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New York State 2019/20 Season in Review
John F. Kennedy, Victor Morales, Monish Bhattacharyya, Timothy Coseglia, and Suzie Hibbard in the Navigation Theatre Company production of The Kindness of Strangers. Photo by Compass Performing Arts Center.
John F. Kennedy, Victor Morales, Monish Bhattacharyya, Timothy Coseglia, and Suzie Hibbard in the Navigation Theatre Company production of The Kindness of Strangers. Photo by Compass Performing Arts Center.

Even with the season cut short, New York State still celebrated several world premieres. 

     In September, Creative Action Unlimited opened MICHAEL KENNEDY’s Whitewashed: the racism project at the Arts Center of the Capital Region. The company’s productions focus “on moving audiences to create social change as the result of theater that educates and inspires,” says Kennedy. “Over the course of seven months, using a documentary theater approach, the playwright/director and a cast of seven Black actors brainstormed essential topics to include, researched historical documents, and contributed personal monologues and spoken word pieces and added songs.” This show is designed to tour and performed to sold out houses at local theater venues, community organizations, and churches until bookings were halted by social distancing; the company hopes to pick up performances this fall.

     Also in September, in Buffalo, actor and fledgling playwright Heather Fangsrud created and premiered her one-woman show, Knock, Knock, Jesus Calling, about growing up as a gay Jehovah’s Witness. “I never meant to be a playwright. When [Brazen-Faced Varlets Artistic Director] Lara [Haberberger] suggested writing a show based on my own experiences and life, I balked. But once I got down to writing it, it came a little easier than I expected. I don’t know that I have a second play in me, but the first one made me feel pretty empowered,” says Fangsrud. “It was amazing knowing that I had written the show I was performing, with all the self-doubt that came along with it... thinking I wasn’t explaining things properly or was getting too caught up in unimportant details. But hearing the audience’s responses made me realize just how much we had in common, if not in the same experiences, then in the whole human experience.”

     Also in Buffalo at the start of the season, Paul Robeson Theatre premiered Ladies Swing the Blues, with book and lyrics by Thomas W. Jones II and music by William A. Knowles. In what is described as a Jazz Opus Folklore in the Key of Swing, four jazz icons gather in the famed Birdland club in 1953 to celebrate the life the recently passed Charlie Parker. Performers portrayed Billie Holiday, Sarah Vaughn, Peggy Lee, and Ella Fitzgerald as they chronicled the lives of the most influential music makers of the twentieth century—and the conspiracy to silence them.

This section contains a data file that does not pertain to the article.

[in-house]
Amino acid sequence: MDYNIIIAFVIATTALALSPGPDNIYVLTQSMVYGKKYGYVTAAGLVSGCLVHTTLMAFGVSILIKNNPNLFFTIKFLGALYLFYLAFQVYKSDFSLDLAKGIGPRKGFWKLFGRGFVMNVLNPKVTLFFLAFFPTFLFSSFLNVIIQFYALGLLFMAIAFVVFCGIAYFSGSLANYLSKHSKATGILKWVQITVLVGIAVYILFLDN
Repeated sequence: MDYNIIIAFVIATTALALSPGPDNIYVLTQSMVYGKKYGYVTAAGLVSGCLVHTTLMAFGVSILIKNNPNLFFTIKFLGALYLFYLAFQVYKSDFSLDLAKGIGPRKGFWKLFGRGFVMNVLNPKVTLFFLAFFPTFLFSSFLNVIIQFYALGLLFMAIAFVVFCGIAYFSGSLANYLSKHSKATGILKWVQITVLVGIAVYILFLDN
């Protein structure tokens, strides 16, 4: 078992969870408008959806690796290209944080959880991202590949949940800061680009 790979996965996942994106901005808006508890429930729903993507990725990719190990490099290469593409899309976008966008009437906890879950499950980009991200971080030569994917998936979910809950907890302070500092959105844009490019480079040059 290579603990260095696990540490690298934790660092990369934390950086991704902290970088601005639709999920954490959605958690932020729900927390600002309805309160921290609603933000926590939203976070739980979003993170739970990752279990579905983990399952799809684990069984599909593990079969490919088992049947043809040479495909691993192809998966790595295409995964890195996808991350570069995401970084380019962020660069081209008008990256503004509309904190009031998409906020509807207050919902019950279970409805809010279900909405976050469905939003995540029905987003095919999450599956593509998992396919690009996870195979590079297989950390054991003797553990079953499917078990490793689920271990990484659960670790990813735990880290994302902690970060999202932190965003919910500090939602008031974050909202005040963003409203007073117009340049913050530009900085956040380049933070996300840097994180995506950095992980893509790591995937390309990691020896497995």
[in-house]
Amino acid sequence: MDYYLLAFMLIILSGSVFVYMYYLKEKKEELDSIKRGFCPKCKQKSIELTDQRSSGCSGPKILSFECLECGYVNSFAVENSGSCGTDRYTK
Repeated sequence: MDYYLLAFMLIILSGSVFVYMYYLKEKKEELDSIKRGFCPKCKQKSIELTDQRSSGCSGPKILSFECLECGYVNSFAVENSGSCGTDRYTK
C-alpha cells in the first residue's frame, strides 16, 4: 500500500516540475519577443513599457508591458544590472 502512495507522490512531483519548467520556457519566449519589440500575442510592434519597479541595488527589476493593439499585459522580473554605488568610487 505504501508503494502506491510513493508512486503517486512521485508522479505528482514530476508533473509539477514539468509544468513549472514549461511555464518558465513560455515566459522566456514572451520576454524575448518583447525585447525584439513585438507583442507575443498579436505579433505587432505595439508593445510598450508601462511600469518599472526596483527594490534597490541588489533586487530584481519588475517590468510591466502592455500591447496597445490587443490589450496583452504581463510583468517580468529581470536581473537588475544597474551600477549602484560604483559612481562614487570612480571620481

“Ladies Swing the Blues was welcomed with open arms by our patrons,” says PRT Artistic Director Paulette D. Harris. “Every evening, our patrons shared personal stories about the times they attended Birdland. The music, dancing, and ambience provided a sense of nostalgia. To provide a story about our jazz greats whose music is timeless never gets old. It continues to entertain and educate. Finger popping, singing along with the cast, and plenty of smiles made this a great season opener.”

     Lucky playwright MARK HUMPHREY had two world premieres scheduled this season in Buffalo, but only one of them, The Kindness of Strangers, made it to the stage, premiering at Navigation Theatre Company in October/November. In the play, an actor accused of murder meets a man willing to take the blame for it. “When I wrote Kindness, my main focus was not to change the world or start a huge conversation. What I wanted to do was entertain; sometimes we lose that in our writing. Listening to my audience, and watching them after the show, I think I achieved that,” Humphrey says, adding, “Watching one of my shows tends to be an organic process in that I still want to make some changes in the script, and sometimes the actors or the director does something that makes me say, ‘I’m gonna keep that for next  time.’” 

     This marks my last entry in The Dramatist as regional representative for New York State (formerly Western New York), but not my departure from my beloved Guild! As I pass the torch geographically to someone in another area of this vast state, I will happily transition to Western New York ambassador to continue serving my immediate region and assisting the new regional rep in any capacity. It has been my honor to serve you since 2012 and I look forward to doing more of it in this new position; please feel free to continue to reach out to me at any time!

donna@donnahoke.com

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